• Do another informal survey by looking at what rigs in the 16,000 pound and above range have based on my list of manufactures.
    • Seems like the axle and brakes appear often in the same sentences when discussing options.
    • Disc brakes were nearly always used and if you include them as an option than 100% use disc.
    • It’s not about brakes but the EZ Lube hubs were frequently used.
    • Had a hard time finding which ones were using hydraulic or electric brakes. Read in the past folks upgrade to hydraulic actuators.
    • Mobile Suites was the only one I found in that price range with the Kodiac disc brakes.
    • Self adjusting brakes were popular. As was the Dexter Nev-R-Adjust brakes.
      • Okay, these are drum brakes.  Disc brakes don’t have to be adjusted. The explains why some companies posted they use disc brakes and others said self-adjusting (rather than admitting they use drum brakes I’m guessing).
    • It’s again not about brakes, but noticed the correct track system was listed at times.
    • Here is a note from a trusted source “Dexter are OK but they have had a major issues with their pads. We ent to Kodiak as has MOR/ryde as their offered product. They will do Dexter, but are now recommending Kodiak.”
  • What about braking systems folks refer to as the “trailer brakes” which is controlled in the truck?
    • RV Dreams just upgraded their truck brakes. What did they go with a why. After all, the truck is part of the braking.
    • Think I’ll cover this topic when I research tow vehicle stuff.
  • Read this IRV2 forum.
  • 11949870832001967505estrella_01_svg_thumbRoads Less Traveled has a good article. Go here for a one stop place to learn about braking systems for a trailer.11949870832001967505estrella_01_svg_thumb
  • RV Dreams upgrade to Dexter hydraulic brakes.
    • Seems like with all their upgrades they should have started with a heavier unit that came with all that already. hydraulic brakes, 8,000 pound axles, independent suspension, 17.5″ tires.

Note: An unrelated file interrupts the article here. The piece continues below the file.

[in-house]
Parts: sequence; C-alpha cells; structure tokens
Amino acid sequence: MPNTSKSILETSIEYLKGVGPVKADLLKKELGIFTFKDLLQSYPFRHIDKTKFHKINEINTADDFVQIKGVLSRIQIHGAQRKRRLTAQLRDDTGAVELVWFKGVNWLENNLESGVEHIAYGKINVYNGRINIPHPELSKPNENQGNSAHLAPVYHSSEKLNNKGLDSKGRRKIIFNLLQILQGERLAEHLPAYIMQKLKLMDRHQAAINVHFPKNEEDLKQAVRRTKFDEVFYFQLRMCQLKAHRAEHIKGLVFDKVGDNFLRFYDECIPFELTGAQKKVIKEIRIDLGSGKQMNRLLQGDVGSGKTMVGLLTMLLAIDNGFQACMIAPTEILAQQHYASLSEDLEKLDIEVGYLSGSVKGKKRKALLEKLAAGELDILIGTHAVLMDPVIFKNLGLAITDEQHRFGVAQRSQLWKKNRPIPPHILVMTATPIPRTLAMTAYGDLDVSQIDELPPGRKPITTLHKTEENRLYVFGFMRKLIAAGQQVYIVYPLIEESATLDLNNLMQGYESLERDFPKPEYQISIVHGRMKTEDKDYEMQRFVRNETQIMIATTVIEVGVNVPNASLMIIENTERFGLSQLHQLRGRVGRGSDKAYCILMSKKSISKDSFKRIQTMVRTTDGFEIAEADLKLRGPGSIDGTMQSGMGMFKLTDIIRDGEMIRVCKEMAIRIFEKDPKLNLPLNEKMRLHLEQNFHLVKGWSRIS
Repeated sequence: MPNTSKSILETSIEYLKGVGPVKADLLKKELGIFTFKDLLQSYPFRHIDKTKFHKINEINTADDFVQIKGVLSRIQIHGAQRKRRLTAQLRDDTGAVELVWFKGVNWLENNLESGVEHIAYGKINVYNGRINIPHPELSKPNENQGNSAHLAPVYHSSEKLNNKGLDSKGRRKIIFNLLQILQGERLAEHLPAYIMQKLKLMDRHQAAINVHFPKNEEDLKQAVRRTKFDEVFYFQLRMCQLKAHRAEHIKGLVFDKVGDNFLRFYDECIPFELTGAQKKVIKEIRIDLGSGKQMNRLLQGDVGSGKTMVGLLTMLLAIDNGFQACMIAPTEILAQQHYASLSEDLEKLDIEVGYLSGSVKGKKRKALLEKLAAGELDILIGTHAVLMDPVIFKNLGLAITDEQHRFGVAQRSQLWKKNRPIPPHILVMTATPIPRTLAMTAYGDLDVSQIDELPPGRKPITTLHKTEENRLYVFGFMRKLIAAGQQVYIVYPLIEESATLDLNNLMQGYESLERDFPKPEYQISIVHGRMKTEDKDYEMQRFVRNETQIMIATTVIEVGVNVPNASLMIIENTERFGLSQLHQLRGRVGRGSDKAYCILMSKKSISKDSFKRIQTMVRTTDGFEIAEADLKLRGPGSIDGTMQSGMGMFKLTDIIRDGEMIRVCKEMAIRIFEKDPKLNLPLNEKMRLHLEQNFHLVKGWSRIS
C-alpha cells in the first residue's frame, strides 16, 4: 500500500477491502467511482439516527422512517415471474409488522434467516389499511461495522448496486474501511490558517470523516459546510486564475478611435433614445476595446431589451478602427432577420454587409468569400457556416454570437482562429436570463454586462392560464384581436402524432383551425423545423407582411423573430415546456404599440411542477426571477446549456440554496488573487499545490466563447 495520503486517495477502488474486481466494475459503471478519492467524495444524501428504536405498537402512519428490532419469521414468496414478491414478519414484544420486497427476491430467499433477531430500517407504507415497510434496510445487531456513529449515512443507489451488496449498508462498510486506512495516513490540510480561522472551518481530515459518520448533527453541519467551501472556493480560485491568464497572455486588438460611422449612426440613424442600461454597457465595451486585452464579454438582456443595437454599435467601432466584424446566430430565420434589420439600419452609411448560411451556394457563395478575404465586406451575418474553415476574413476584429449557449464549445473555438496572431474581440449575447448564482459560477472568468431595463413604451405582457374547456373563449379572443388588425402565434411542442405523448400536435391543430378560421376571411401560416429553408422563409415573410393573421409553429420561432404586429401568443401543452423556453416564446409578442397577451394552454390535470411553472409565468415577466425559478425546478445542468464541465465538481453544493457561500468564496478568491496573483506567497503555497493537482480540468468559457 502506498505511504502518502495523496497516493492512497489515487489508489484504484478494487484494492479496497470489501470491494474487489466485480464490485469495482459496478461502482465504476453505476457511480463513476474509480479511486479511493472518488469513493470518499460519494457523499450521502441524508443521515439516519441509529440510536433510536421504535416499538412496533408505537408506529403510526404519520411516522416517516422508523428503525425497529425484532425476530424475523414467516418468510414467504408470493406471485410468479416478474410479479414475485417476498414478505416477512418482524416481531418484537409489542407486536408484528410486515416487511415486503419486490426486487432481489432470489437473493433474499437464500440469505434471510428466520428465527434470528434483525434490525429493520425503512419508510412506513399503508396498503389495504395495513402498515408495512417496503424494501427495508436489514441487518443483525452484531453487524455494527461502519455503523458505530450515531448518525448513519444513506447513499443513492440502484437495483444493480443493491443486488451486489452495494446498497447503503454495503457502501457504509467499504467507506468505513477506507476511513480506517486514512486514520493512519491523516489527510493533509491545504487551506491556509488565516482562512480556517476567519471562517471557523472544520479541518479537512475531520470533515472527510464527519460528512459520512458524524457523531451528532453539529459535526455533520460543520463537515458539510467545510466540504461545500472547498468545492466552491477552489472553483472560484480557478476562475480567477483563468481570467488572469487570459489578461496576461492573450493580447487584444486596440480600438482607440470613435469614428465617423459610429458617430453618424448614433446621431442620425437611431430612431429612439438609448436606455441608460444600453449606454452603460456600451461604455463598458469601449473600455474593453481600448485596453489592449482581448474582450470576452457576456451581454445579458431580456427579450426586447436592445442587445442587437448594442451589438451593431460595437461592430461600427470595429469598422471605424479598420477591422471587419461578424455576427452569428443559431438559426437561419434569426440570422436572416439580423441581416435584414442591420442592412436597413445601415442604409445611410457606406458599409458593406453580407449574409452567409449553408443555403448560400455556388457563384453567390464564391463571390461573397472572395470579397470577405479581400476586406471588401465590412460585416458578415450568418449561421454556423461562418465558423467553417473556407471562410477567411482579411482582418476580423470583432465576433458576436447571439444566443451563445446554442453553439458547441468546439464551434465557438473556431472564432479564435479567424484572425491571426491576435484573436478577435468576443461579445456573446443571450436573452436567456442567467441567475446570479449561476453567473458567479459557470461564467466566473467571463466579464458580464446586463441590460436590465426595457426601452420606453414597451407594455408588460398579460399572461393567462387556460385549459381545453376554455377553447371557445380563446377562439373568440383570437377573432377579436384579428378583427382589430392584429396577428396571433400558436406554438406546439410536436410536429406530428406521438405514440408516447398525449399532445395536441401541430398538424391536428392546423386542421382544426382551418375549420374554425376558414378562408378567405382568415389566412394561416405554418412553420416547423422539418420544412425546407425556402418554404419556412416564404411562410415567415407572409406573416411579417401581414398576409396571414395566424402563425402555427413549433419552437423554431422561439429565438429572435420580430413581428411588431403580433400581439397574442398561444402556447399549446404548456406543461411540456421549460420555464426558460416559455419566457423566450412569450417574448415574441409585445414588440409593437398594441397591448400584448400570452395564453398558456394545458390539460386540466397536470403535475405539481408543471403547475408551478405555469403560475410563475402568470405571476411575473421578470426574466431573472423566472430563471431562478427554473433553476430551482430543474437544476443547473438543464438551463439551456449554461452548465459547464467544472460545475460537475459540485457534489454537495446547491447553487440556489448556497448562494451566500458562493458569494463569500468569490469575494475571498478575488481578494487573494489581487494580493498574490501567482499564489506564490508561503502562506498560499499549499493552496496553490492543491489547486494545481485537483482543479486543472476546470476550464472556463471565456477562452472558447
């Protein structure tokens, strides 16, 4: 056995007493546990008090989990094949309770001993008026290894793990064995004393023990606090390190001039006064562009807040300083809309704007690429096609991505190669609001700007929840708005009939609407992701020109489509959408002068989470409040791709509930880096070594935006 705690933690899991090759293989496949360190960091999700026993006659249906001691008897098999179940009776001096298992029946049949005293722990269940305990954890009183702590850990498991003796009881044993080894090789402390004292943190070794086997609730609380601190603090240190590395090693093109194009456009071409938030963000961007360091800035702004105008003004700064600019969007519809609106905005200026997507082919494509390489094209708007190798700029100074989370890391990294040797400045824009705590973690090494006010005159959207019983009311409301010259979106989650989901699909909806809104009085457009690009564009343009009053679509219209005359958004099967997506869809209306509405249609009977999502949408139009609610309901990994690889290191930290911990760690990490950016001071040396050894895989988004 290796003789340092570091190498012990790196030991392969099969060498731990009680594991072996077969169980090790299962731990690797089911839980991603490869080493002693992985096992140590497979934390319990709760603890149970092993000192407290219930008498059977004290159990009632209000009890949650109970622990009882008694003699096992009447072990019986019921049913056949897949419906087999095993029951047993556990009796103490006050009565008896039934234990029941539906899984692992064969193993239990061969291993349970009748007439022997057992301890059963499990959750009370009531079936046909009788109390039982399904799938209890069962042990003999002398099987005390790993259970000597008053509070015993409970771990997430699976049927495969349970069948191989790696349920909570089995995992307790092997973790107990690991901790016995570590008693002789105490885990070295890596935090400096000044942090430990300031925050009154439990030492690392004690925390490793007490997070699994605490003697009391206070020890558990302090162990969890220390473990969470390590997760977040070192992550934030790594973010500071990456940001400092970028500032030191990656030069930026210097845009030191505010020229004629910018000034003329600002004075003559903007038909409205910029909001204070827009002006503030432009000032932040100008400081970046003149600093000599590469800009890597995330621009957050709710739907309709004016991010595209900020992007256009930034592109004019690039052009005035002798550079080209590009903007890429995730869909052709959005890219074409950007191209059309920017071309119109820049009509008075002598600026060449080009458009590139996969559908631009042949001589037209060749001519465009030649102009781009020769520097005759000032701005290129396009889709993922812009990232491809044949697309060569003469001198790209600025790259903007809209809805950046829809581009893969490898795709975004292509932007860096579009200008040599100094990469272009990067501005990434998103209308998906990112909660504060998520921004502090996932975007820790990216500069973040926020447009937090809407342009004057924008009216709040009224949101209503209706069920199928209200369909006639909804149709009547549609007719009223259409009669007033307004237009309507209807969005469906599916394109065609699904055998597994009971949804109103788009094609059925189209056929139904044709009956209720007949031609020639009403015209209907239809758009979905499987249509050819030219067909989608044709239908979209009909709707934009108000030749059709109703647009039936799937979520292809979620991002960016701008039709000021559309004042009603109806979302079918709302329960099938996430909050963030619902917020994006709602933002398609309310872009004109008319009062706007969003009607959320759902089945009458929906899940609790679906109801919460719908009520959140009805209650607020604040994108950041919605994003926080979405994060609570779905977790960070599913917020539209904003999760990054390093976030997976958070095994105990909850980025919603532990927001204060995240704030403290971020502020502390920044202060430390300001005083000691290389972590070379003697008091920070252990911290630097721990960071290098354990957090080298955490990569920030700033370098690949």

• Kodiak Brakes link – been around since 1989 but claims to be leader in hydraulic brakes since 1994.
  • Dexter Axle Company – been in business for 50 years.
  • Pretty much Kodiak and Dextar are what everyone was writing about during my research. I’ll have to watch for other systems while I walk-though units to see what else is out there.
  • Here are the three types of brakes which include air brakes.
  • This topic is boiling down fast.  Decisions appear to be:
    • Electric or hydraulic disc breaks. And Dexter vs Kodiak
      • Kodiak is a leader on the hydraulic side.
  • Article that explains why disc brakes are hydraulic. Also the disadvantage of drum brakes that are common in electric brakes.
  • Have to check into the need to have the brake controller in the truck to be compatible with the type of trailer brakes used. I assume, but will investigate, what systems trucks come installed with. I’d like to avoid an aftermarket brake control.
  • Exhaust brakes on the truck with an on/off switch would be nice. Helps keep the trucks speed down when going down hills.
  • Brake controllers, proportional and time delayed.

Comments are Appreciated

Fill in your details below or click an icon to log in: Logo

You are commenting using your account. Log Out /  Change )

Google+ photo

You are commenting using your Google+ account. Log Out /  Change )

Twitter picture

You are commenting using your Twitter account. Log Out /  Change )

Facebook photo

You are commenting using your Facebook account. Log Out /  Change )


Connecting to %s